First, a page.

The new Programme also includes the University of Limerick and University College Cork, linked with a wider consortium of partner institutions nationally and internationally, including: Galway-Mayo Institute of Technology, Institute of Technology Sligo, University of Ulster, Queen’s University Belfast, Georgia Institute of Technology, USA, University of Pittsburgh, USA, Duke University, USA, Rice University, USA, Mayo Clinic, USA, RWTH Aachen University, Germany, Georgia Tech Ireland, and the Irish Medical Devices Association (IMDA). BMERM combines a PhD research project with a unique didactic and experiential learning programme, resulting in an unparalleled learning experience for the student in terms of its combination of world-class research and focused clinical and industrial interaction, the latter facilitated by the direct involvement of IMDA with its membership of over 100 medical technology companies in Ireland.
Director of the Programme, Professor Peter McHugh, of the NUI Galway College of Engineering and Informatics, said “The medical technology industry is one of the pillars of the Irish economy, with a tremendous potential for growth, which is dependent on having a highly educated and trained workforce and a strong research and innovation capability. Biomedical engineering and regenerative medicine are at the heart of this growth potential and this structured PhD programme is designed to produce graduates who will be the next generation of leaders in the industry and in academic research and education in the field.”
Professor Tim McGloughlin, Director of Centre for Applied Biomedical Engineering Research at UL said; “This programme will enhance the professional skills of the PhD students through close interaction with the medical devices industry, further enhancing its role in the Irish economy and enabling R&D growth in this key sector.”
Professor Noel Caplice, Professor of Cardiovascular Science & Consultant Cardiologist, CUH/UCC said, “This is an exciting interaction between Universities that are already co-operating on stem cell and cardiovascular thematic research. We believe this BERM interaction will only strengthen this collaboration.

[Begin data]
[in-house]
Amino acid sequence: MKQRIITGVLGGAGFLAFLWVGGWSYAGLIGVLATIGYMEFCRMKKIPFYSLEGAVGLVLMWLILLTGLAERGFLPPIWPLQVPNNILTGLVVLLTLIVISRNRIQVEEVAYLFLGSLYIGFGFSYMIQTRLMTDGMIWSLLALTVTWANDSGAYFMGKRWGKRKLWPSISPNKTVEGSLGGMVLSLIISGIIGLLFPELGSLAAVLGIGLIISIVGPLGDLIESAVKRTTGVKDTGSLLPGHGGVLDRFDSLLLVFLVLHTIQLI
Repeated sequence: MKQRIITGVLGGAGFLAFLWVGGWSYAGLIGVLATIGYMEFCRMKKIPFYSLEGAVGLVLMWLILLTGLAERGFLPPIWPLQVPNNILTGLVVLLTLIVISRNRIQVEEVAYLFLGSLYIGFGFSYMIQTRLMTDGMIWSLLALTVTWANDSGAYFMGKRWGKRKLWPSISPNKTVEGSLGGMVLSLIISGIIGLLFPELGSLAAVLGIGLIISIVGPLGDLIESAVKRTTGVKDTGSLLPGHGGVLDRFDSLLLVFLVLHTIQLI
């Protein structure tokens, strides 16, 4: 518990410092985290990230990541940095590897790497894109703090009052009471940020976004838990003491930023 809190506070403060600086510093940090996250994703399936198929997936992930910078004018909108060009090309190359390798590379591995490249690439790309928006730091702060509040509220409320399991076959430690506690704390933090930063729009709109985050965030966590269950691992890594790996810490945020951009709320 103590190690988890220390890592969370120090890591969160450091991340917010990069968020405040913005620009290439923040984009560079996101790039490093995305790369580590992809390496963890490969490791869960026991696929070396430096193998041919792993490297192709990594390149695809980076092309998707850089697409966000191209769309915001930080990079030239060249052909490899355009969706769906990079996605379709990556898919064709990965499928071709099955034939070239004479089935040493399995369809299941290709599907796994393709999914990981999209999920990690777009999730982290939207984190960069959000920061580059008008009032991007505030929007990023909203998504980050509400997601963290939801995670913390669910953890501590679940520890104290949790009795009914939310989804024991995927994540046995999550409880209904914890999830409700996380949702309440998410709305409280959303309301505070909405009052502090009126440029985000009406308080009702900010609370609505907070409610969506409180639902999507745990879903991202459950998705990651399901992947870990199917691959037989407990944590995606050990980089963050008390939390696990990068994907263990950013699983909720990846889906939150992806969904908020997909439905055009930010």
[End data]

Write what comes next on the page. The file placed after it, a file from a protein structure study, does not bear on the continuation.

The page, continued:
The PhD programme aims to become a leading international graduate education programme in the fields of biomedical engineering and regenerative medicine in which Ireland is already taking a strong international role. The overall objective is to develop graduates who will produce ground- breaking scientific results benefiting human health and contributing to economic growth.
Ireland’s medical technologies sector is a significant global cluster for medical device and diagnostic products. 200 plus medtech companies are involved in the development, manufacture and marketing of a diverse range of products and services, including 100 indigenous companies. Exports of medical device and diagnostics products are valued in excess of € 7 billion annually, representing 9 per cent of Ireland’s total merchandise exports. The sector employs 25,000 people, the highest number of people working in the industry in Europe, per head of population.
The Biomedical Engineering and Regenerative Medicine PhD Programme will involve significant interaction with the sector through the involvement of the Irish Medical Devices Association which represents 135 companies in the sector. Irish Medical Devices Association Director, Sharon Higgins said; “IMDA is very excited by the launch of the structured PhD Programme in Biomedical Engineering and Regenerative Medicine. The Programme, developed with close industry involvement, builds on the strengths of the highly active national and international research activities taking place in Ireland, to produce unique graduates with key skills required to further contribute to the economic growth of the medical technology sector in Ireland.”
Link for more detail, information on how to apply and a Prospectus (linked PDF file): http://www.nuigalway.ie:84/mechbio/phd_in_bmerm.html